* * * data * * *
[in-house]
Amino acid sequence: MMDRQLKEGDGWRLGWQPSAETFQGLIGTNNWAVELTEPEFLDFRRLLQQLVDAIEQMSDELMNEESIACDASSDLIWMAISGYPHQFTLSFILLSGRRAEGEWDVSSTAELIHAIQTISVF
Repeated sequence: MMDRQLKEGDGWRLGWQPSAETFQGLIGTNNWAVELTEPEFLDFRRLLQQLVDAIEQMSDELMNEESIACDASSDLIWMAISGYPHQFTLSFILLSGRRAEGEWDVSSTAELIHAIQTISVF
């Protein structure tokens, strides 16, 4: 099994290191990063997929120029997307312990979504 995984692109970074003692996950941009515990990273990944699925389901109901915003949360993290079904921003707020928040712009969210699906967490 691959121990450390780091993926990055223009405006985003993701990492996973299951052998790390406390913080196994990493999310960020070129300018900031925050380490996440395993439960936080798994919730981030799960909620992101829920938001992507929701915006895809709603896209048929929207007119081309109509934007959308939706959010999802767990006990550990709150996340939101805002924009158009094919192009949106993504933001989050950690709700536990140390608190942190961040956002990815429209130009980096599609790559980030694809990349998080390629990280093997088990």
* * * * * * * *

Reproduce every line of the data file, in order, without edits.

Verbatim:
[in-house]
Amino acid sequence: MMDRQLKEGDGWRLGWQPSAETFQGLIGTNNWAVELTEPEFLDFRRLLQQLVDAIEQMSDELMNEESIACDASSDLIWMAISGYPHQFTLSFILLSGRRAEGEWDVSSTAELIHAIQTISVF
Repeated sequence: MMDRQLKEGDGWRLGWQPSAETFQGLIGTNNWAVELTEPEFLDFRRLLQQLVDAIEQMSDELMNEESIACDASSDLIWMAISGYPHQFTLSFILLSGRRAEGEWDVSSTAELIHAIQTISVF
């Protein structure tokens, strides 16, 4: 099994290191990063997929120029997307312990979504 995984692109970074003692996950941009515990990273990944699925389901109901915003949360993290079904921003707020928040712009969210699906967490 691959121990450390780091993926990055223009405006985003993701990492996973299951052998790390406390913080196994990493999310960020070129300018900031925050380490996440395993439960936080798994919730981030799960909620992101829920938001992507929701915006895809709603896209048929929207007119081309109509934007959308939706959010999802767990006990550990709150996340939101805002924009158009094919192009949106993504933001989050950690709700536990140390608190942190961040956002990815429209130009980096599609790559980030694809990349998080390629990280093997088990």